Compassionate Drones?

Drones flew into our lives and consciousness straight out of some futuristic robotic Armageddon. News coverage of shadowy figures moving around on grainy backgrounds leave viewers wondering. If that is what the drone operators, in their secure bunkers hundreds or thousands of miles away, were looking at how could they ever be at all sure that they were not attacking civilians.

No doubt. Drones used in combat and war were rolled out full force with the Operation Iraqi Freedom and ramped up as the wars drew out a decade after “Mission Accomplished” was declared. The argument was simple, surveille and attack without committing American lives, then the American people will love us. Or at least not notice a war, occupation, is still going on.

By anyone’s standards, it really didn’t work. It is still too hard to tell the good guys from the bad guys, or what is really going on on the ground in all but a few situations. It has also been difficult to know the real civilian casualty statistics. Is it 4% like some conservative researchers beiece, or the 35% that others groups have put out. How does this compare to the same campaign on ground only? Does it matter?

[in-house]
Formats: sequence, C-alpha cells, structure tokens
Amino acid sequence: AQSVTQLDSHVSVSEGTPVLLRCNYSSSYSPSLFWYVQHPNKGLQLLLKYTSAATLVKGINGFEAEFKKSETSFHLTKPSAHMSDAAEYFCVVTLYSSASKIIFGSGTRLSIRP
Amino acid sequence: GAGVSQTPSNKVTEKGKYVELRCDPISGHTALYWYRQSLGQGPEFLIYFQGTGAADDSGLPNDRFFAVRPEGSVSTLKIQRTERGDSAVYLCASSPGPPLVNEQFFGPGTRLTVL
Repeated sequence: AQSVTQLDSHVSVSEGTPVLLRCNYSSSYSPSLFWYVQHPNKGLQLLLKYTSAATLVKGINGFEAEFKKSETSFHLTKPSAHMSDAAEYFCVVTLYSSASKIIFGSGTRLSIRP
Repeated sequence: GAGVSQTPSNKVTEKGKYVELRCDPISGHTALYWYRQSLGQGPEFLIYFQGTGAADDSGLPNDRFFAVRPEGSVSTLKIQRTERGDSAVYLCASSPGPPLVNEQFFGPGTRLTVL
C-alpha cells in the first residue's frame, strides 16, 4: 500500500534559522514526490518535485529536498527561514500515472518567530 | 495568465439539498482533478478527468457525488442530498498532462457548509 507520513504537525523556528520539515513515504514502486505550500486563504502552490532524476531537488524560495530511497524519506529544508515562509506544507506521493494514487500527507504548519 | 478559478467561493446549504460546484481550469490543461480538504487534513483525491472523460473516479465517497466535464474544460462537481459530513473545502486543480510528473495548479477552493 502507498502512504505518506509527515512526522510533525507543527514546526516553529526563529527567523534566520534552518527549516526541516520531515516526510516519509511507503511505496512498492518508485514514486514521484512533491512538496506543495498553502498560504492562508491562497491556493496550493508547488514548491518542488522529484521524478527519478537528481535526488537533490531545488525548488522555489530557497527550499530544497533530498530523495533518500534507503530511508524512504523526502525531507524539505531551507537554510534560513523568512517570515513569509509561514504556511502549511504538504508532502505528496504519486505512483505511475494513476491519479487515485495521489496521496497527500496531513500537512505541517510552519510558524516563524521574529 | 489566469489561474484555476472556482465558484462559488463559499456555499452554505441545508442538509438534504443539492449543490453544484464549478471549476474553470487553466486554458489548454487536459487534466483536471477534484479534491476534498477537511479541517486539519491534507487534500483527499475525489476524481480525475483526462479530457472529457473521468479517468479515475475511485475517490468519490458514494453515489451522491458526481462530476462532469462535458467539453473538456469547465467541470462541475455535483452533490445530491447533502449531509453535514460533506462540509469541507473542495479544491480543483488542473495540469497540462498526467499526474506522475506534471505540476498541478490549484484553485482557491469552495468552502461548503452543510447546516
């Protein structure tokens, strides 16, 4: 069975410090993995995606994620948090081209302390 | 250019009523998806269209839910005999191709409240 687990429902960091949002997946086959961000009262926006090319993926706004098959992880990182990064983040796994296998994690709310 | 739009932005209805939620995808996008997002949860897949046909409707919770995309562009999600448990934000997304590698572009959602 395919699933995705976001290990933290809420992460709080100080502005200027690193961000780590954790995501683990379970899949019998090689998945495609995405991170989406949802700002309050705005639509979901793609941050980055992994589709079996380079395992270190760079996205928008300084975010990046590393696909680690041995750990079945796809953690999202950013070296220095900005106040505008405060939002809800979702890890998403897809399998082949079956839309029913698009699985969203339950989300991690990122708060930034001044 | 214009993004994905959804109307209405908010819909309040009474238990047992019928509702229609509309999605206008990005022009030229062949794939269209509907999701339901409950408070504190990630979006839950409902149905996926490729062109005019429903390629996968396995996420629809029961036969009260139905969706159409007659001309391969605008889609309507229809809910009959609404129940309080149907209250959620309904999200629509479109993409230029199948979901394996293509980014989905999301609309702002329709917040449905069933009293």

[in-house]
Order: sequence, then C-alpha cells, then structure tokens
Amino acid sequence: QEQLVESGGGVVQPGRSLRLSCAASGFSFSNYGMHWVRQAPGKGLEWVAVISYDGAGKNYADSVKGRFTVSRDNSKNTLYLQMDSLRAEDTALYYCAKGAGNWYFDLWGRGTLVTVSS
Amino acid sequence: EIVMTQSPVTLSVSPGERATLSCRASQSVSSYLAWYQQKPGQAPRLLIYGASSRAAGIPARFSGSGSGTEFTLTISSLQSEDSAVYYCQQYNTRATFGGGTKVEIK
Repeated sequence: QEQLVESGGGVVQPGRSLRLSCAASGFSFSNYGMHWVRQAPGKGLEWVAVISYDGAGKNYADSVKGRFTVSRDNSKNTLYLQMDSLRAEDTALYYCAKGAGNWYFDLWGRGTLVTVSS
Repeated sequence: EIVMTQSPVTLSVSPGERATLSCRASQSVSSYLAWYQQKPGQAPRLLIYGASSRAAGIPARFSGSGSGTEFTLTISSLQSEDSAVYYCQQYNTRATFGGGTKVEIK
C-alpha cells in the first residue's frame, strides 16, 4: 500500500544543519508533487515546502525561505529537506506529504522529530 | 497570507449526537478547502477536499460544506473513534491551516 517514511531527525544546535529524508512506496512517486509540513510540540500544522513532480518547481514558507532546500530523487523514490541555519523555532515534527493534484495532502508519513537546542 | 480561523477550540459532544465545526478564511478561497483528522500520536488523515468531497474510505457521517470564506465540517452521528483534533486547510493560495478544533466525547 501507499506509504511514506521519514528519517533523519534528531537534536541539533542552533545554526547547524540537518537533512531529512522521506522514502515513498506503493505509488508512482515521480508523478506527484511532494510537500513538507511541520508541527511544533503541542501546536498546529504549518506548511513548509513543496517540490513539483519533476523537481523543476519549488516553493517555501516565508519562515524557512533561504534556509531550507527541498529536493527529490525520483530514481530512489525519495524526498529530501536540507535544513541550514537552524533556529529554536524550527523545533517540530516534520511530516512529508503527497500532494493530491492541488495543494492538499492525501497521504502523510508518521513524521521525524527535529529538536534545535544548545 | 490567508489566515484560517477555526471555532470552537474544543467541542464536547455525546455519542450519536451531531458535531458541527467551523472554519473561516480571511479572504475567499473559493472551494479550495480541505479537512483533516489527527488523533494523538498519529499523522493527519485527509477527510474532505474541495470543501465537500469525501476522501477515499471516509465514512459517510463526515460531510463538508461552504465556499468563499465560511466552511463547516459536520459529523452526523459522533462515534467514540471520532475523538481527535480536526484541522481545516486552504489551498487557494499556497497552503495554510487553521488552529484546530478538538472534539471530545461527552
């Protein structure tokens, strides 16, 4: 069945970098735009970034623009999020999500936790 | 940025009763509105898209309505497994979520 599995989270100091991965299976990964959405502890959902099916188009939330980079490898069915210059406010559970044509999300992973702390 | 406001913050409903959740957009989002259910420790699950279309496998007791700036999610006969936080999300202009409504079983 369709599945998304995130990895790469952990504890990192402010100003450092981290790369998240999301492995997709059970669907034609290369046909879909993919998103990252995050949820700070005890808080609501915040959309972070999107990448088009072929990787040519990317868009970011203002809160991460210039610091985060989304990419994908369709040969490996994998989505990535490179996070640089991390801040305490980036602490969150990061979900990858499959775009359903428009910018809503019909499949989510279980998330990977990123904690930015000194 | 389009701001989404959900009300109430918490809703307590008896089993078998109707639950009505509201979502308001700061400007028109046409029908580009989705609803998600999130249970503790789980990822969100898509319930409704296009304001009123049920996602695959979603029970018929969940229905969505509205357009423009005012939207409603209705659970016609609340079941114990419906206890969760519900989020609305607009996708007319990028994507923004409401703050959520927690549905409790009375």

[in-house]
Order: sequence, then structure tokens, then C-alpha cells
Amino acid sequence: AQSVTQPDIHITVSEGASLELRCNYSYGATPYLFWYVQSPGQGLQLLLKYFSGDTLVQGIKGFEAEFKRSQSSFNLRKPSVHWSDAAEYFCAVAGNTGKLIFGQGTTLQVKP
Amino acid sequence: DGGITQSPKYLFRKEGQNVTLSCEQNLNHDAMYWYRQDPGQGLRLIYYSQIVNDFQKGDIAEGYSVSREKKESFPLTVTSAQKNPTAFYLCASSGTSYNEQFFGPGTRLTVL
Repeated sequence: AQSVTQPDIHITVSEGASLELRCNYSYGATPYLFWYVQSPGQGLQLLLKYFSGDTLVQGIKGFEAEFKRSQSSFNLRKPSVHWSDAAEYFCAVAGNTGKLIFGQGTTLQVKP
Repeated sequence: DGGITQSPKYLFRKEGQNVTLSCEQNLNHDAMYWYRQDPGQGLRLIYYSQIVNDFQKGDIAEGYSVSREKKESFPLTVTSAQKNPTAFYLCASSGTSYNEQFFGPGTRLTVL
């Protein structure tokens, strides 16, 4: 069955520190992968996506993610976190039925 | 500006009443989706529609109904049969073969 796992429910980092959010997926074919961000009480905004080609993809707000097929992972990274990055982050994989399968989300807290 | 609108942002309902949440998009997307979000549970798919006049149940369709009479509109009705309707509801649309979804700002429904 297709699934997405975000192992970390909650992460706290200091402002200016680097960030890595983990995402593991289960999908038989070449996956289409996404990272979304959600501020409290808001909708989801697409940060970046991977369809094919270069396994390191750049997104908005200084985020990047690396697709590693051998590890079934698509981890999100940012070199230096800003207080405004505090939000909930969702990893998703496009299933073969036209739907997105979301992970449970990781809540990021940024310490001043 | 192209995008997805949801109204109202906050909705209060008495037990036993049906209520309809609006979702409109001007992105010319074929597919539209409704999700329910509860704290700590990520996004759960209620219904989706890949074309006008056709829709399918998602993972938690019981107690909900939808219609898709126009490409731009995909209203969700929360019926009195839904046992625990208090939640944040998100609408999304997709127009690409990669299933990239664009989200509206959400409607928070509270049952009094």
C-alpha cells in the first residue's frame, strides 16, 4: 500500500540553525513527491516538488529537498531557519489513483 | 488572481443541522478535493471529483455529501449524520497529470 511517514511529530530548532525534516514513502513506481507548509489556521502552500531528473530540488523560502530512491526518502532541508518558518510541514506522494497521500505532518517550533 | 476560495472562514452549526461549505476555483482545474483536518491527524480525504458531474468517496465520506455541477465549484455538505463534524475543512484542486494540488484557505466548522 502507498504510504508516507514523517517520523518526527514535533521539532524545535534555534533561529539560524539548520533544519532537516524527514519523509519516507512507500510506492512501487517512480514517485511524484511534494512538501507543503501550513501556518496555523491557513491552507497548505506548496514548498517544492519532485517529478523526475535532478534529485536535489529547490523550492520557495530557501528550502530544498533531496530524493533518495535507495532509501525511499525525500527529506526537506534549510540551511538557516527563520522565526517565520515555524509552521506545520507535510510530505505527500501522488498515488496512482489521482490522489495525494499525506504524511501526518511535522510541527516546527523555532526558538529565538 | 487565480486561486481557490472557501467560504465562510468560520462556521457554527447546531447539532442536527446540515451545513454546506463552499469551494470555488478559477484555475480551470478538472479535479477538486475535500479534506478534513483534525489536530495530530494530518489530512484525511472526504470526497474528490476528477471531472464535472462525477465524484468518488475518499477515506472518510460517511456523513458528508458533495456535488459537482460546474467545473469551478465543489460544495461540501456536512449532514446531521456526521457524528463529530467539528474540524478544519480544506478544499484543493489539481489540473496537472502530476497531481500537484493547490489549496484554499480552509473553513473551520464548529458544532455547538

In the meantime, like is true with many technologies that started with a mainly military application, drones have branched out. They now deliver packages and supplies, which is helpful especially in remote or war-torn areas where the delivery food and medical supplies save lives. They take pictures, which helps the study of agricultural areas and rainforests. They are playthings for children and drone hobbyists. There are even drone racing circuits.

Last month drones helped restore satellite and internet capability to a majority of Puerto Rico and to the people who had been isolated since the hurricanes of September and October 2017. Last week  Los Angeles firefighters used data from drones to enhance their view on hotspots in the devastating fires so that they can combat the fires more effectively.

For years now regular vigils have taken place outside the gates of Camp Douglas, Wisconsin, where the Air Force is believed to house some of its drones. The vigils are called drone vigils or anti-drone vigils.Last year I bought drones as gifts for a niece, nephew, and grandson.

As a member of Veterans for Peace, Chapter 25, does that bother me. Do I feel some discordance? Not a bit. The anti-drone protests are targeted at combat or war-related uses, drones don’t kill people-people kill people, and we can’t put the drone back in the box anyway.

About Frances Wiedenhoeft

After a lifetime in nursing, anesthesia and the Army I now write, blog, attend school for journalism and massage, and watch my 3 grandchildren. I am a veteran of Desert Storm, Iraq and Afghanistan and try to serve other vets such as myself, and to work for peace.
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